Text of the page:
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I learned from Nathaniel's answer to my previous question that 'ch', 'th' and 'ph' were aspirated voiceless stops in classical Latin. In my experience many contemporary speakers of Latin pronounce 'ph' as /f/.

When did 'ph' turn into a fricative? How do we know when this happened? Was this change a regional thing or did it occur simultaneously in different places?

I have been told that a similar development happened to the Greek φ. Were these changes in Greek and Latin connected?

  • 1
    This is not only the question of time; a location is important as well. While most Pompeiians spoke Latin natively, Egyptian and Jewish inscriptions are more likely to be left by second language speakers. There is certainly some truth to this episode from The Life Of Brian: youtu.be/0lczHvB3Y9s – kkm Aug 20 '18 at 6:51
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It's impossible to pinpoint an exact date, but there is evidence. As usualy, Vox Graeca or Sihler's New Comparative Grammar is where to look.

The earliest inscription we have of a Greek phi transliterated as a Latin 'F' comes from Pompeii in the first century CE, where the name Daphne was inscribed on a wall as Dafne.

This might not have been monolithic, but Jewish catacombs in the first-third centuries CE transliterate PH as F and second century grammarians have rules on when to transliterate phi as F and when as PH. This latter tidbit is evidence that the Latin followed Greek speakers in making PH a fricative, as Clackson and Horrocks (2007: p. 275) note:

Where there was still contact with Greek speakers, the spoken language adopted the change of ph, etc. to fricatives, which had taken place in spoken Greek at the beginning of the Christian era.

PH as a fricative in Latin appears to be fairly uniform as early as the second century. J. N. Adams notes this receipt from Egypt dated to c. 150 CE:

Idem cosulubus aeadem diem Domitius Theophilus scrisi me in ueditionem puellae Marmariae supra scriptae pro Aescine Aescine philium Flauianum secumdum auctorem exstitise.

Note the spelling of filium as philium. This would indicate that here in Egypt in the middle of the second century there is no difference in Latin in the pronunciation of PH and F. Interestingly about Egypt, though, is that apparently the shift never fully happened there. Coptic retained the aspirated plosives. Gignac (A Grammar of the Greek Papyri of the Roman and Byzantine Periods, Vol. I: Phonology, 1976) argues that in Egypt phi and chi remained as they were pronounced in Classical Greek. Horrocks (Greek, 2009) doubts this was ever universal, though it was widespread by the fourth century.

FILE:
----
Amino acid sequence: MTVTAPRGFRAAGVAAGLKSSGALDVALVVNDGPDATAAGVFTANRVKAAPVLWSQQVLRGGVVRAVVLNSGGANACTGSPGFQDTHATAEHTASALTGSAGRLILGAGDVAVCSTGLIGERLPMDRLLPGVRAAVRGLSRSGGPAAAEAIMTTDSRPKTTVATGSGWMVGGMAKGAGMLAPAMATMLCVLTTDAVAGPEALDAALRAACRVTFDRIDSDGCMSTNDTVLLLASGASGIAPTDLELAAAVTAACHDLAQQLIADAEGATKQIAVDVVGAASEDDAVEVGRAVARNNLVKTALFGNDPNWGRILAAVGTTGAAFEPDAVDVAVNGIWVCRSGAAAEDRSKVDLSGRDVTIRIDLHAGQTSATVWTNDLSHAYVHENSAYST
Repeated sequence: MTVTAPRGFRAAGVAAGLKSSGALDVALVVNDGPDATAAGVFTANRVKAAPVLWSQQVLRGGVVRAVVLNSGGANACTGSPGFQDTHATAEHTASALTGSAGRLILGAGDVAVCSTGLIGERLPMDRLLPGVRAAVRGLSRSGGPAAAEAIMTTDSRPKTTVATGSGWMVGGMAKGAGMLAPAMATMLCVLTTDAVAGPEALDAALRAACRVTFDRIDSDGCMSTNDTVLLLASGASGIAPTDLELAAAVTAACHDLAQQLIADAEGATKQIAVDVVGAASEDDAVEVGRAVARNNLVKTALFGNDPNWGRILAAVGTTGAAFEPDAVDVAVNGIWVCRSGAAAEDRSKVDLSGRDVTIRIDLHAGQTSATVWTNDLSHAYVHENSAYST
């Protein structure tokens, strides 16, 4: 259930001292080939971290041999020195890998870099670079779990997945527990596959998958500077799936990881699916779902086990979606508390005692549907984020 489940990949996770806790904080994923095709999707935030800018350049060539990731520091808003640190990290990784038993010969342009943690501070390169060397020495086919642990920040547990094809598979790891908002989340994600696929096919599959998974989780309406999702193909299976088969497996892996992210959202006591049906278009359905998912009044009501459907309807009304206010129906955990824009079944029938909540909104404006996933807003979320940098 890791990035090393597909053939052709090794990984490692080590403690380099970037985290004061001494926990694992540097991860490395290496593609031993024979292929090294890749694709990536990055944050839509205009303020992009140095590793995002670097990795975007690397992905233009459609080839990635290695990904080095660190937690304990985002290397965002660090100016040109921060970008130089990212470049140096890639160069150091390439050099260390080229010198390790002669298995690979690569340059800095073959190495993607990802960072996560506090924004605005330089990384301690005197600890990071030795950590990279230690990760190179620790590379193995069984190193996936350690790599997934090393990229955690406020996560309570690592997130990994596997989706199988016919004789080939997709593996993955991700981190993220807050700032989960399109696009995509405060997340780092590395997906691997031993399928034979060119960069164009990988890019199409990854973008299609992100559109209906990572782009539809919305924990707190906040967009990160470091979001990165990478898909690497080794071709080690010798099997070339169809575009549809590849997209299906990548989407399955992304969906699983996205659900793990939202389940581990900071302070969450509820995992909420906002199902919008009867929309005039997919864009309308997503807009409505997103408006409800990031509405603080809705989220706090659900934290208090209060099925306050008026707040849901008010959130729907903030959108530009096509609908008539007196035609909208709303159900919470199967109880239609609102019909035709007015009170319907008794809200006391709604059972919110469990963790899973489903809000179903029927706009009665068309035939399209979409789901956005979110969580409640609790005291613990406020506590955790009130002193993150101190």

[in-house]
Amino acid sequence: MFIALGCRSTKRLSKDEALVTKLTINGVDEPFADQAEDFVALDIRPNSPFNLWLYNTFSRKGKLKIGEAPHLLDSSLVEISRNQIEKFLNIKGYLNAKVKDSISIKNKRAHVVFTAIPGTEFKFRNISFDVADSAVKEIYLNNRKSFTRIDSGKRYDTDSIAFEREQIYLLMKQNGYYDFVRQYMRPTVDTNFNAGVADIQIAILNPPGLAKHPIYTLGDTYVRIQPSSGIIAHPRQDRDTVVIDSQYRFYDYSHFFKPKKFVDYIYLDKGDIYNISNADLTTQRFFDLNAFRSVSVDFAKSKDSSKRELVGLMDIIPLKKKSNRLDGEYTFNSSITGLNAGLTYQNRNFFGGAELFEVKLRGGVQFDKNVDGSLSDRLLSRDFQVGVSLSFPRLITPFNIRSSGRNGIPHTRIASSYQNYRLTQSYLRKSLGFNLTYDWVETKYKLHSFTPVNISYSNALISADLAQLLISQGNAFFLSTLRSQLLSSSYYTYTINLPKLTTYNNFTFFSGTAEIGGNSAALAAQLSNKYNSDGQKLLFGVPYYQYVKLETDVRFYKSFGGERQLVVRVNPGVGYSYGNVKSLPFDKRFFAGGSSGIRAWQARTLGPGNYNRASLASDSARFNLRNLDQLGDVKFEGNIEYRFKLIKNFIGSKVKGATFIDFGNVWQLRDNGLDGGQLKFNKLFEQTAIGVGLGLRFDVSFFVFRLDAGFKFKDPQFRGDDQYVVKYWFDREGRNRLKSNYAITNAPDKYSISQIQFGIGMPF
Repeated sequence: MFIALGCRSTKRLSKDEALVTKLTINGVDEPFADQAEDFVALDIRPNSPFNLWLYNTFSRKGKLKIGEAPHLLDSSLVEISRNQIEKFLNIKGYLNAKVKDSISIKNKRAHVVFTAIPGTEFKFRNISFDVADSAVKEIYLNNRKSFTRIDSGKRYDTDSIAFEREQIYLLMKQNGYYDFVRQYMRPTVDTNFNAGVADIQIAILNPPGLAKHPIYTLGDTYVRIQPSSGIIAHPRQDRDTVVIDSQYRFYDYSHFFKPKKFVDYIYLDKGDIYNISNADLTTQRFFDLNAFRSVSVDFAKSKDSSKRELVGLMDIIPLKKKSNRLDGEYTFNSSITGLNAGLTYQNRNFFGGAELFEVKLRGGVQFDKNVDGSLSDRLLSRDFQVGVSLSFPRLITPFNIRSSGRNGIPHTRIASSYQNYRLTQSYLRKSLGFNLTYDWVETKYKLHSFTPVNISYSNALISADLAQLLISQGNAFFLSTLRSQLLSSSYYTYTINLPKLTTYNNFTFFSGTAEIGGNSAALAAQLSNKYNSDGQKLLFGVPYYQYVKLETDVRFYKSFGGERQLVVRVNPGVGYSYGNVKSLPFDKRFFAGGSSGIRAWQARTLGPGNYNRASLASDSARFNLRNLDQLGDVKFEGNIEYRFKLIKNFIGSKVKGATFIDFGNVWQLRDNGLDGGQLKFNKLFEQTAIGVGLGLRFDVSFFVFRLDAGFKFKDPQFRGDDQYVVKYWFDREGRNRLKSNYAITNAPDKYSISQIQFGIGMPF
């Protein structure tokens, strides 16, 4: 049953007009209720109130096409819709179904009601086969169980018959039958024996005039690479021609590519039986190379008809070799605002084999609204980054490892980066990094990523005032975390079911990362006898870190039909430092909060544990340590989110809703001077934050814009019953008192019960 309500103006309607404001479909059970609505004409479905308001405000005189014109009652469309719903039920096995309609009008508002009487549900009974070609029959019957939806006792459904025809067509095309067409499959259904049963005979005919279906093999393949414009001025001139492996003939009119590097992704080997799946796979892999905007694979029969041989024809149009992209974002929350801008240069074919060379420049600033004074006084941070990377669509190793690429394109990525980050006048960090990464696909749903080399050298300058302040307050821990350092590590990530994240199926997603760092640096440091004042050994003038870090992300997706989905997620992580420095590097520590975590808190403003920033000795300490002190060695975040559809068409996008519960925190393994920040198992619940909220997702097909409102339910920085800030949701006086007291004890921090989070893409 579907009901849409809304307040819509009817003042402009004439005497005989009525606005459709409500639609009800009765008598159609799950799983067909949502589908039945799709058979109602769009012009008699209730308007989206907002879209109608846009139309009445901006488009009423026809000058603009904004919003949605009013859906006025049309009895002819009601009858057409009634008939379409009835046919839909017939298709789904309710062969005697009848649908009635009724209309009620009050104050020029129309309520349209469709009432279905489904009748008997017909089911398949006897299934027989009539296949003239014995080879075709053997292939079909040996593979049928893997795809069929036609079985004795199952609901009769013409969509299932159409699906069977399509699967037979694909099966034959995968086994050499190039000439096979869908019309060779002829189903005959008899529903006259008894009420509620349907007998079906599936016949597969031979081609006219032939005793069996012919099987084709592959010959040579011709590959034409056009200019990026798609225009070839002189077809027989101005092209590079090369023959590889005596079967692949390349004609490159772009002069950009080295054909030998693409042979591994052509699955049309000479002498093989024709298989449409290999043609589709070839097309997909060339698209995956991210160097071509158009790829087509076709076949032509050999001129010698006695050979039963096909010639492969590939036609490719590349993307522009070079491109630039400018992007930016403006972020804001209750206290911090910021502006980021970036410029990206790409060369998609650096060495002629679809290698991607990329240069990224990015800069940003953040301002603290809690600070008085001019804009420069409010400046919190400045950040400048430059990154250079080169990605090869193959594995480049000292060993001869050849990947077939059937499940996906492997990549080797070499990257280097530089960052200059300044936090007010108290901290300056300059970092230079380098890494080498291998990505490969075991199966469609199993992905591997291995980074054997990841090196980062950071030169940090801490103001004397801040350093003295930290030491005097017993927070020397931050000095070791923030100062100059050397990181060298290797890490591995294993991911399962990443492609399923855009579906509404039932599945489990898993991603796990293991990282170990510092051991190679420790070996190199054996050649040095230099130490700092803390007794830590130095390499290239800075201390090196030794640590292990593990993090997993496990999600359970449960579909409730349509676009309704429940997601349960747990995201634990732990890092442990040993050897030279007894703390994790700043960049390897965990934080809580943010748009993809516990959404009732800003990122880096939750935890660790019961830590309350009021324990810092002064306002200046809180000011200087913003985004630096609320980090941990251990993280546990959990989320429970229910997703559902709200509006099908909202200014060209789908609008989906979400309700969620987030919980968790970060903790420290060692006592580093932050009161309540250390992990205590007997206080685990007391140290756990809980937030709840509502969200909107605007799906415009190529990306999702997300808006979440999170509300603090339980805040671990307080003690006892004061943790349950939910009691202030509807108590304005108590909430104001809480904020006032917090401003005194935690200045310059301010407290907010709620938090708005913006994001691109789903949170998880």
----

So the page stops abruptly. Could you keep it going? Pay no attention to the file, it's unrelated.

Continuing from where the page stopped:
• Many thanks! I understand that it's impossible to give an exact date, but can you give some bounds? One can probably say something like "in X essentially every 'ph' was an aspirated stop but the transition to fricatives was complete by Y", where X and Y are suitable centuries or other times. That would give a clearer answer to the question "when?". – Joonas Ilmavirta Mar 31 '16 at 14:33
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I'd like to add some interesting data I found in Weiss 2009. He mentioned Purnelle 1995, Les usages des graveurs dans la notation d'upsilon et des phonèmes aspirés: Le cas des anthroponymes grecs dans les inscriptions latines de Rome. Liège: diff.

As you can see from the title, Gérald Purnelle studied how Greek proper nouns were transliterated in Roman inscriptions. I made a diagram to better present his findings.

enter image description here

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    Very interesting! Is this graph used to argue that the Latin ph was pronounced as a fricative? Incorporating how this graph is used to make that argument would be helpful. Without it, it seems that this data could also indicate that Greek's pronunciation of φ changed during this period, or that the pronunciation of ph became less fricative (it was replaced by f, after all). – Nathaniel Apr 2 '16 at 13:03

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